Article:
A concrete company based in Winterville will pay $42,500 and establish an anti-discrimination policy to settle a lawsuit filed by the U.S. Equal Employment Opportunity Commission on behalf of an employee who claimed he was fired because his religion prevented him from working on Saturdays.
Michael Cole said he was fired from his job as a truck driver at Greenville Ready Mix Concrete after he refused to work on a Saturday. In February 2014, Cole became a Seventh-day Adventist, whose members strictly observe the Sabbath on Saturday and refrain from paid work between sundown Friday and sundown Saturday. Cole informed the company of his new faith, requesting to be excused from working Saturdays, according to the EEOC lawsuit.
The EEOC said Greenville Ready Mix was usually closed on Saturdays and that Cole had worked very few Saturdays before he was baptized as a Seventh-day Adventist. When Cole was scheduled to work on March 22, 2014, he told the company he could not because of his religious beliefs. The company was required to make other arrangements under the Civil Rights Act of 1964, according to the EEOC, but instead it fired Cole.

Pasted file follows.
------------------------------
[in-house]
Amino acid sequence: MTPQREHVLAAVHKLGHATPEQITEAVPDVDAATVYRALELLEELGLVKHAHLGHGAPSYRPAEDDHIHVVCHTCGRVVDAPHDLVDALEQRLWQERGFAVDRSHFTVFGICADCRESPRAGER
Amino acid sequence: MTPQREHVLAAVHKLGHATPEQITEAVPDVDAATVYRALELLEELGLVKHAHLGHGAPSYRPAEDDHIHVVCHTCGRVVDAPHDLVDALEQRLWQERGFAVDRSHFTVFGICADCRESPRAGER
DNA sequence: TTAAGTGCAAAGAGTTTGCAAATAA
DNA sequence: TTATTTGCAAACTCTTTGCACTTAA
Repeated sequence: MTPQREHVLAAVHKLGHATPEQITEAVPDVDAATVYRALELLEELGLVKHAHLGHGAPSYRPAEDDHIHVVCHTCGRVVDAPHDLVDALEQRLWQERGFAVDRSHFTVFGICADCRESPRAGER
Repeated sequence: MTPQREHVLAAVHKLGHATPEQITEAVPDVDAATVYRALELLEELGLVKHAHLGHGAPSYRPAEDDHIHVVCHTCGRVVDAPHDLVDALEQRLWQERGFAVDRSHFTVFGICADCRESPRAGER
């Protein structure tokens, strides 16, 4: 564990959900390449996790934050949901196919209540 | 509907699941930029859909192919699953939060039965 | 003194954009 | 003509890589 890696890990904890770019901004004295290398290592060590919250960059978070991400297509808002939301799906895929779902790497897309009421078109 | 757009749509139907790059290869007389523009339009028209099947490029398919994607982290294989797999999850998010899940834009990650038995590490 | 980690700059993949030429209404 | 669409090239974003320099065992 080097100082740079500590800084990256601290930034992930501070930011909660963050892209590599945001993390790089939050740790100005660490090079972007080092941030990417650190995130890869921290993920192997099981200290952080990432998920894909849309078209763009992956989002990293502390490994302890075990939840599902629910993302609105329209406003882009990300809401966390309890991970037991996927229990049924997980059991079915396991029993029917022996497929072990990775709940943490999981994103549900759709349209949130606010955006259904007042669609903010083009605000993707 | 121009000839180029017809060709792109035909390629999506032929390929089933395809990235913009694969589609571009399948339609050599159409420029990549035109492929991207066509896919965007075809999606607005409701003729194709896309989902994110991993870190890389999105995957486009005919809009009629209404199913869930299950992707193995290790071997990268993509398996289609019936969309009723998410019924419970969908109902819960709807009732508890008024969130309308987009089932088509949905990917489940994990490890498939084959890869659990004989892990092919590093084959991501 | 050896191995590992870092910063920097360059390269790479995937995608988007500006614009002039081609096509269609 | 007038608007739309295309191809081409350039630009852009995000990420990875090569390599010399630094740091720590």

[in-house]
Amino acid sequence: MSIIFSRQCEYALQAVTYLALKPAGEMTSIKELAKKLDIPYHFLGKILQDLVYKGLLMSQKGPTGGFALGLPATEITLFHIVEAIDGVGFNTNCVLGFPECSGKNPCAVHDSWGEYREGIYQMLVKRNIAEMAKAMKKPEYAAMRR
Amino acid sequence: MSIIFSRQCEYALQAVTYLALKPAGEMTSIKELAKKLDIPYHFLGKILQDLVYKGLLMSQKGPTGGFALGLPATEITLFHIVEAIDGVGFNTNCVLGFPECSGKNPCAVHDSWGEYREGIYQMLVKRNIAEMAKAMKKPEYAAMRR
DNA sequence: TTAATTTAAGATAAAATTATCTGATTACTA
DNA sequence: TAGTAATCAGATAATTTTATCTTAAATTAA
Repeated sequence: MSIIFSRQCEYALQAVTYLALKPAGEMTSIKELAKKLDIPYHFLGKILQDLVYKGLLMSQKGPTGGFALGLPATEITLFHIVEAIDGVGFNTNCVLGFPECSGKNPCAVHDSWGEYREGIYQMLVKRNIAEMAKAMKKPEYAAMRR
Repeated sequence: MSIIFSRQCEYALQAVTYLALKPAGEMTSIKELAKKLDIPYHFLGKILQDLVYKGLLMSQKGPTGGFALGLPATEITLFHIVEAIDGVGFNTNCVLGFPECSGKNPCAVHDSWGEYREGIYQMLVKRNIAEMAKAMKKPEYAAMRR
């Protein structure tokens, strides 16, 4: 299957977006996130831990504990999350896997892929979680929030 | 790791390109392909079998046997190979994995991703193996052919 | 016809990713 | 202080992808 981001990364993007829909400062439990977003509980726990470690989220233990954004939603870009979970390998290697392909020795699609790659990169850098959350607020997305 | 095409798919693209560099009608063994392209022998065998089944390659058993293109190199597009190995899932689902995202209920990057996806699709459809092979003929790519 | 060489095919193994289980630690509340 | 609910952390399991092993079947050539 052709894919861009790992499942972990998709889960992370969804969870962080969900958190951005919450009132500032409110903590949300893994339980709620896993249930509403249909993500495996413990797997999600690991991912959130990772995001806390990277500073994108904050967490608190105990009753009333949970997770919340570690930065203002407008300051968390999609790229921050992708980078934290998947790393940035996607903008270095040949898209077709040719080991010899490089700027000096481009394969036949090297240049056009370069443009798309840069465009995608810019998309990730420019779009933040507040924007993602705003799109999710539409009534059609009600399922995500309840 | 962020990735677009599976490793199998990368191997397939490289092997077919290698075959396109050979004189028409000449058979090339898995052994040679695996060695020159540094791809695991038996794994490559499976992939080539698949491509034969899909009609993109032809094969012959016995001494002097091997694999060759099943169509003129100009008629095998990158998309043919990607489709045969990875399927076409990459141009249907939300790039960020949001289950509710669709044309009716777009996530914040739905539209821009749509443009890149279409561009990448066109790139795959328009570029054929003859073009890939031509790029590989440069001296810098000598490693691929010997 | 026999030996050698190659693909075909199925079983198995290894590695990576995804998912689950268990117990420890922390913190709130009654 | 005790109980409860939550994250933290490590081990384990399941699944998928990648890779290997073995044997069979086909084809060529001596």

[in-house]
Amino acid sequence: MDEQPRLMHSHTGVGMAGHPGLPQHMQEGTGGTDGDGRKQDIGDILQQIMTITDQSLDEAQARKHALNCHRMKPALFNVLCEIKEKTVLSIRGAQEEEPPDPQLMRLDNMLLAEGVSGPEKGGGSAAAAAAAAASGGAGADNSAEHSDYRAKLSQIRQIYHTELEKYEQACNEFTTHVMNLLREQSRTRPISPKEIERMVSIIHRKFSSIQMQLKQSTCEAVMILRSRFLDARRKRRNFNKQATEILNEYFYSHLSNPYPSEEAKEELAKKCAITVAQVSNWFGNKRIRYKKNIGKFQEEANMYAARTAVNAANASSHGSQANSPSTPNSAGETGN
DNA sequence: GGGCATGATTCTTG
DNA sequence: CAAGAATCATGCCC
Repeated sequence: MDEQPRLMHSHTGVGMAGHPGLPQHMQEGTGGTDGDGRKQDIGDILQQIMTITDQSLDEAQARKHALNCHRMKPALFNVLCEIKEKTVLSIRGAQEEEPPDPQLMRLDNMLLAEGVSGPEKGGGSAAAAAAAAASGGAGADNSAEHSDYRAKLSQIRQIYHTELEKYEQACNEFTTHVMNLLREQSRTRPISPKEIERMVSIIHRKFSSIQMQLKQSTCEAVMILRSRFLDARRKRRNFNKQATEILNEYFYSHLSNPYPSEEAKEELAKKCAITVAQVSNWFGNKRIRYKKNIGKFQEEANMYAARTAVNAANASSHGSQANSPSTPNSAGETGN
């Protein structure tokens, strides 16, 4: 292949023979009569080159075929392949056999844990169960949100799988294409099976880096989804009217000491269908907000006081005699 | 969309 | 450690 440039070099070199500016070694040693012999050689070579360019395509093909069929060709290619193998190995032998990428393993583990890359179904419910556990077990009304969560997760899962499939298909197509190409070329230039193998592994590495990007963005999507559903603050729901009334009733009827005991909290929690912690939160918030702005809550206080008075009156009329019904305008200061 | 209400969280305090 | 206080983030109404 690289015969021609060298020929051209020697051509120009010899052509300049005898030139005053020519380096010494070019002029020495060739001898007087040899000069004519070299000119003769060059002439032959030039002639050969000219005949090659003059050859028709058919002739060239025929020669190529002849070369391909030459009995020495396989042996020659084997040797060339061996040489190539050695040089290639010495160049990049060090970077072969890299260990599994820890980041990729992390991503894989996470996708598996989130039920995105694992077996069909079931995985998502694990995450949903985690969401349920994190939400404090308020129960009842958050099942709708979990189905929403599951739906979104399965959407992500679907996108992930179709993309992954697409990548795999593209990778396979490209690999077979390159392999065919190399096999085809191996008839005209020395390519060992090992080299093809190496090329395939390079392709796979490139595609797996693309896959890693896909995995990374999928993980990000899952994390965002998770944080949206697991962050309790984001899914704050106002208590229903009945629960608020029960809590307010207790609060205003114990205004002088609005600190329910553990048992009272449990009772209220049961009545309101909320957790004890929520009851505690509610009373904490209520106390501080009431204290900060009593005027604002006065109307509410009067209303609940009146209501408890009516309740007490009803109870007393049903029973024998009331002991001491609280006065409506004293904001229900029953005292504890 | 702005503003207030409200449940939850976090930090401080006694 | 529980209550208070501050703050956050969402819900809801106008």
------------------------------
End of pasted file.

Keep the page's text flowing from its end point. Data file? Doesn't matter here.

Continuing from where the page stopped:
A lawyer representing Greenville Ready Mix said in June that the company disagreed with the way the government interpreted the facts in the case and planned to fight the lawsuit. The EEOC announced the settlement on Wednesday.
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In addition to the monetary damages and the anti-discrimination policy, Greenville Ready Mix agreed to provide annual training on religious discrimination for five years and provide periodic reports to the EEOC on employee requests for religious accommodations.
“EEOC hopes that this case serves as a reminder to employers that unless providing a reasonable accommodation would impose an undue hardship on the company, the accommodation must be provided,” Lynette A. Barnes, an attorney in the EEOC’s Charlotte office, said in a statement. “No one should ever be forced to choose between his religion and his job.”